Reports: Boat Found, but British Yachting Couple Paul and Rachel Chandle Held by Somali Pirates

(Family photo)
Paul and Rachel Chandler

MOGADISHU, Somalia (CBS/AP) Navy sailors searching for a British couple whose yacht has likely been hijacked by Somali pirates, have located the boat in the waters off East Africa, Sky News reports.

Paul and Rachel Chandler were heading from Seychelles to Tanzania in their yacht, the Lynn Rival, when a distress signal was sent early Friday, according to the U.K. Maritime and Coast Guard Agency.

Up until now, searches by coast guards based in the Seychelles have failed to spot the boat.

Aircraft from Seychelles and the European Union searched for the couple over the weekend. EU and U.S. naval forces are assisting in the effort, a statement from Seychelles said.

A photo released by the U.S. Navy Sunday, Nov. 4, 2007, shows two Tanzanian-flagged fishing trawlers Mavuno I and Mavuno II as they rendezvous with a U.S. Navy ship.

A resident of Somalia's coastal Haradhere town, a hotspot for pirate activity, said he had spoken to a member of the pirate gang that claimed to have captured the boat.

Abdi Nor Osman said that eight pirates were aboard the yacht, which was towing two skiffs. The yacht was expected in Haradhere, in central Somalia, on Tuesday, he said. Osman said he was a member of the pirate gang, a claim supported by local residents.

Leah Mickleborough, the niece of Paul and Rachel Chandler, told BBC radio that the both are very experienced sailors who would never deliberately put themselves in danger.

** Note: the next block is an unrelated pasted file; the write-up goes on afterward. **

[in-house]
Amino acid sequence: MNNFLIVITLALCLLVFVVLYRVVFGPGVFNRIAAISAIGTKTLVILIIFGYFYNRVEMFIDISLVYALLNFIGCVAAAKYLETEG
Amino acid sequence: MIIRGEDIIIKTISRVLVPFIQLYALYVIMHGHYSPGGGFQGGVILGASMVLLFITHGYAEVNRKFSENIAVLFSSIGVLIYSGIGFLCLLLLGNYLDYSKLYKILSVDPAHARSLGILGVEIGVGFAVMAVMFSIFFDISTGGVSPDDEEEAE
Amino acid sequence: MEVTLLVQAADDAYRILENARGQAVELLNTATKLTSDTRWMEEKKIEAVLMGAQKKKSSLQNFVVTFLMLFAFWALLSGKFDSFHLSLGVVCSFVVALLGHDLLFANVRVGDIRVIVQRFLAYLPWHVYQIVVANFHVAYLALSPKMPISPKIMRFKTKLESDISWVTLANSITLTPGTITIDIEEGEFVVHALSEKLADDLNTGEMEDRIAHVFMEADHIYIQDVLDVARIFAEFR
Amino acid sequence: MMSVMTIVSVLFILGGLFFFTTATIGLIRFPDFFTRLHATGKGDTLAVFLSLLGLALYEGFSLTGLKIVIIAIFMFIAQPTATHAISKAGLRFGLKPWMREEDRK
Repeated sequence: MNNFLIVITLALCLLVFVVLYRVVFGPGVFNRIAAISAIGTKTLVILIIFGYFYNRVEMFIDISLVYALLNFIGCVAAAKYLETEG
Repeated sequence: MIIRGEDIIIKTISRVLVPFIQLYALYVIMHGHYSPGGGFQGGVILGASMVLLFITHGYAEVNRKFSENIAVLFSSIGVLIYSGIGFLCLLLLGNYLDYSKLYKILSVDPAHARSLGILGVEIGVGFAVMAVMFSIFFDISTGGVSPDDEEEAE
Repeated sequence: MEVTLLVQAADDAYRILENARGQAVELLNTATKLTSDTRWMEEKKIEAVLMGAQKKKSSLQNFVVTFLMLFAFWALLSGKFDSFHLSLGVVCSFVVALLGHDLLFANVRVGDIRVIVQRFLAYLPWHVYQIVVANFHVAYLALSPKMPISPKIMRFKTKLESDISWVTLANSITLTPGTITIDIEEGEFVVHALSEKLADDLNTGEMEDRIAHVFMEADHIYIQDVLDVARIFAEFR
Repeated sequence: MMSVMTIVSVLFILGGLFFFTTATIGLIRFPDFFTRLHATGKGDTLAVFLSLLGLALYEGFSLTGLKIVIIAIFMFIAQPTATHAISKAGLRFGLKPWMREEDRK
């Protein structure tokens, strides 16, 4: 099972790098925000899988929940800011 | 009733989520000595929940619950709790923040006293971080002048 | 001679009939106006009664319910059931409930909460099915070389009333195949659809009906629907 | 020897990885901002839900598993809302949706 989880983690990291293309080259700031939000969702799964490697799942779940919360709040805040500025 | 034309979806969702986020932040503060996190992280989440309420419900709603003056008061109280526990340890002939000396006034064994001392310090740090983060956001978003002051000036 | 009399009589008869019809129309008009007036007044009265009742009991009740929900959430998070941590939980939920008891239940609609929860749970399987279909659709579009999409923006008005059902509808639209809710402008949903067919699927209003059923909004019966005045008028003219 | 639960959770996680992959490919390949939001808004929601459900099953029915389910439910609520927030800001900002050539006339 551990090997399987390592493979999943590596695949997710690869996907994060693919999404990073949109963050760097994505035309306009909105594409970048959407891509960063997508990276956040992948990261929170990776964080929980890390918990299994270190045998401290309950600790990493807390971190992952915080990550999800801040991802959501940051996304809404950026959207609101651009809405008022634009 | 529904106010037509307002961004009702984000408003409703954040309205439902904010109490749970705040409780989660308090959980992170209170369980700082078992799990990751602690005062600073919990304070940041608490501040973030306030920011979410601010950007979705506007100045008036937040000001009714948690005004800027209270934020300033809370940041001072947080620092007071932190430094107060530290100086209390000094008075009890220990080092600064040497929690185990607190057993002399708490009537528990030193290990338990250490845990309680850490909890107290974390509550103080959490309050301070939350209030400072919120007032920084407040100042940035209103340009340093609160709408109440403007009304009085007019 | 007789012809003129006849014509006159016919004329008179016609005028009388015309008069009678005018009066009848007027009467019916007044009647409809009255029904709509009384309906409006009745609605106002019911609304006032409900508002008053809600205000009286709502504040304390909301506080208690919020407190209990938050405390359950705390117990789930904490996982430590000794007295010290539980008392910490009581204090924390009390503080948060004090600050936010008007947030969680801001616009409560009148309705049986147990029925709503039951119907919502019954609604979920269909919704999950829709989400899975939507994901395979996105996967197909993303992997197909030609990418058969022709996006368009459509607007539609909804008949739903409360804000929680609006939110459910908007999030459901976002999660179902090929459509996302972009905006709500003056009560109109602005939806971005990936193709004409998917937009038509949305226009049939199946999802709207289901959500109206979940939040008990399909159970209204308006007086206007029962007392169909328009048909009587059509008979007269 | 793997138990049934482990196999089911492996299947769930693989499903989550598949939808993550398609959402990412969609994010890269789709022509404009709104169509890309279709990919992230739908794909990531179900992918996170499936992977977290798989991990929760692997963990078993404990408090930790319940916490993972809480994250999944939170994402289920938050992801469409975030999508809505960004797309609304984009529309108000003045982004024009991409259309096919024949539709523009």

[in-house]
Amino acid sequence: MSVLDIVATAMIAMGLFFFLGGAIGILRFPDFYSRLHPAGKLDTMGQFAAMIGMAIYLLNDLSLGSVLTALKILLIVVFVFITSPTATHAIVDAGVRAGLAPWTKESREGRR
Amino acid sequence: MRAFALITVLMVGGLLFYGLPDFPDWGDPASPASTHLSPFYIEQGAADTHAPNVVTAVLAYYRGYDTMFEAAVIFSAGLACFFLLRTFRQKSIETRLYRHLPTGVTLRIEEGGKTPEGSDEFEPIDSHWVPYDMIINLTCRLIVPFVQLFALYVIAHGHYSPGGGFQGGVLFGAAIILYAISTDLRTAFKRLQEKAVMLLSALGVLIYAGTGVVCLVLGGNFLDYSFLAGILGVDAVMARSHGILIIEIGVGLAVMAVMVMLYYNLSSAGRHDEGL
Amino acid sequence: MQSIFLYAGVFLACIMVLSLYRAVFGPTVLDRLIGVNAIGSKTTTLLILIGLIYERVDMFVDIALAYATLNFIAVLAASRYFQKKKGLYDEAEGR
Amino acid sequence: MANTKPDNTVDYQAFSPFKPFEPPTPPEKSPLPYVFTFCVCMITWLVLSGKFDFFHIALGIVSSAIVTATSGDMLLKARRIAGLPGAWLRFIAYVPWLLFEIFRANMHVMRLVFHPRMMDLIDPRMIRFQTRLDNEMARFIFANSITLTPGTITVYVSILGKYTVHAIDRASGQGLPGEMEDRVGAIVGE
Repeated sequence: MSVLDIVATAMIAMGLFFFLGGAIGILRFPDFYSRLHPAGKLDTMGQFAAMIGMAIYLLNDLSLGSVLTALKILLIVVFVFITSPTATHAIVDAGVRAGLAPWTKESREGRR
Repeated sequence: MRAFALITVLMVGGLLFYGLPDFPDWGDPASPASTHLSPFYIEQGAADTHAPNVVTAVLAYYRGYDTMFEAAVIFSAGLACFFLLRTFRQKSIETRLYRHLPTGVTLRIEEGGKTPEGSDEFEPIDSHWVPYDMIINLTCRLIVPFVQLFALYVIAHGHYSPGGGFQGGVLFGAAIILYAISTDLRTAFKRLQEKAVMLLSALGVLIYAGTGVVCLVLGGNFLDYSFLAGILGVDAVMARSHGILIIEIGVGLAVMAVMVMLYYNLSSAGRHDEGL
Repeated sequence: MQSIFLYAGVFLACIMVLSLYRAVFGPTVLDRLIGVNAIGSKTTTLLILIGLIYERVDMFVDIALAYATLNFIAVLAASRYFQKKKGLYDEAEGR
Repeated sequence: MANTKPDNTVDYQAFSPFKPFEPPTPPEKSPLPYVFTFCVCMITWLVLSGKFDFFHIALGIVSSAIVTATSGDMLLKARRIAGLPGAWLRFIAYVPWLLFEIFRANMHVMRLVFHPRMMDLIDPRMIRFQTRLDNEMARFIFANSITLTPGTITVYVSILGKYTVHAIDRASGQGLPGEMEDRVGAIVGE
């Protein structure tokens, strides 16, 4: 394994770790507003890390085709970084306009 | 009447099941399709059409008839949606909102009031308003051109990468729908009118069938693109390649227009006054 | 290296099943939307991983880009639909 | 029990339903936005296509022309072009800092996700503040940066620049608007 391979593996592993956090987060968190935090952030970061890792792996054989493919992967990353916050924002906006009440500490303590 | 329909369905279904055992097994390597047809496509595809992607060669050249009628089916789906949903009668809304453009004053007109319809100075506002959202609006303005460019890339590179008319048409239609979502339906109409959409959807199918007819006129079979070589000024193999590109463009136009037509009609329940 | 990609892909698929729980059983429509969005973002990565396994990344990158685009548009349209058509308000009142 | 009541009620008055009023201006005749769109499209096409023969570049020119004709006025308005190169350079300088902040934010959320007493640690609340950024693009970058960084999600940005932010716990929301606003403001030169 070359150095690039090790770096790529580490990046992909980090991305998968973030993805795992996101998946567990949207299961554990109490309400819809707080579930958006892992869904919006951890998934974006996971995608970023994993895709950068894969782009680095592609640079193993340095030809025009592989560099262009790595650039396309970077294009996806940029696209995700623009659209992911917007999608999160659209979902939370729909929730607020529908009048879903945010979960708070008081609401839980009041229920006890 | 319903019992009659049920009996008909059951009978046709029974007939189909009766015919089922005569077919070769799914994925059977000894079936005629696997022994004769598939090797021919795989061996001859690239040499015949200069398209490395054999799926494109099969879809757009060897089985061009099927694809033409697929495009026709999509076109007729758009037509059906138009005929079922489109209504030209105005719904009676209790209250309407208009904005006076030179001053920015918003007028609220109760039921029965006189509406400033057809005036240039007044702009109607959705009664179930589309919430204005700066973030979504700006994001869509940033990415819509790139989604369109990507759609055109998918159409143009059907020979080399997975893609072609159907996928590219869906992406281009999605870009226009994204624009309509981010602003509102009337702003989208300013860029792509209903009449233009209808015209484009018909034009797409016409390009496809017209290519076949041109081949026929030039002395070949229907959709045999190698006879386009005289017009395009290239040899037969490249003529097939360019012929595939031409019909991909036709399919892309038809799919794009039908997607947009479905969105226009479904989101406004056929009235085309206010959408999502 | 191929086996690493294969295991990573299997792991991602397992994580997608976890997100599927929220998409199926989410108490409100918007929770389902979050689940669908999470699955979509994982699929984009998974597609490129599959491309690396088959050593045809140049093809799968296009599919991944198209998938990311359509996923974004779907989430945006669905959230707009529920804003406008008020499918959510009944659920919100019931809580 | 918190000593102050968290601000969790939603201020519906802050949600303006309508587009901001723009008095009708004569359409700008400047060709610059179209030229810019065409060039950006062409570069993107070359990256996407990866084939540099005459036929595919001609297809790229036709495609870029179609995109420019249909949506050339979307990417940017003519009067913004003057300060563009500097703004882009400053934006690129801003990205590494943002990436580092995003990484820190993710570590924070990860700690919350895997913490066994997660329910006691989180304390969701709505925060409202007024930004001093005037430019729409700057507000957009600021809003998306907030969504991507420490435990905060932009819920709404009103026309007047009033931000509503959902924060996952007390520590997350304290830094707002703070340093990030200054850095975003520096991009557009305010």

"When you hear of things like this you possibly expect the worst might have happened but you always hope that it hasn't," she said. "You never believe it's going to be one of those things that happens to your family."

Pirates have preyed on yachts before. In April, the French captain of the Tanit was killed during a rescue operation by French commandos. He had been held for six days along with his wife, child and two other adults. Pirates also seized the French luxury yacht Le Ponant in 2008, and the Indian Ocean Explorer and Serenity yachts earlier this year.

Joel Morgan, the minister responsible for anti-piracy operations in the Seychelles, said the island nation had sent an aircraft to find the yacht and tried to raise the couple on both radio and satellite phones.

Lt. Cmdr Daniel Auwermann at the European Union's base in London said that EU forces had combined forces with other warships in the region to search for the missing couple. He could not confirm the ship had been taken by pirates, he said.

Somali pirates have increased attacks in recent weeks, following a several-months long monsoon season that had made waters too rough for the pirates.

The pirates are currently holding seven ships with around 150 crew members.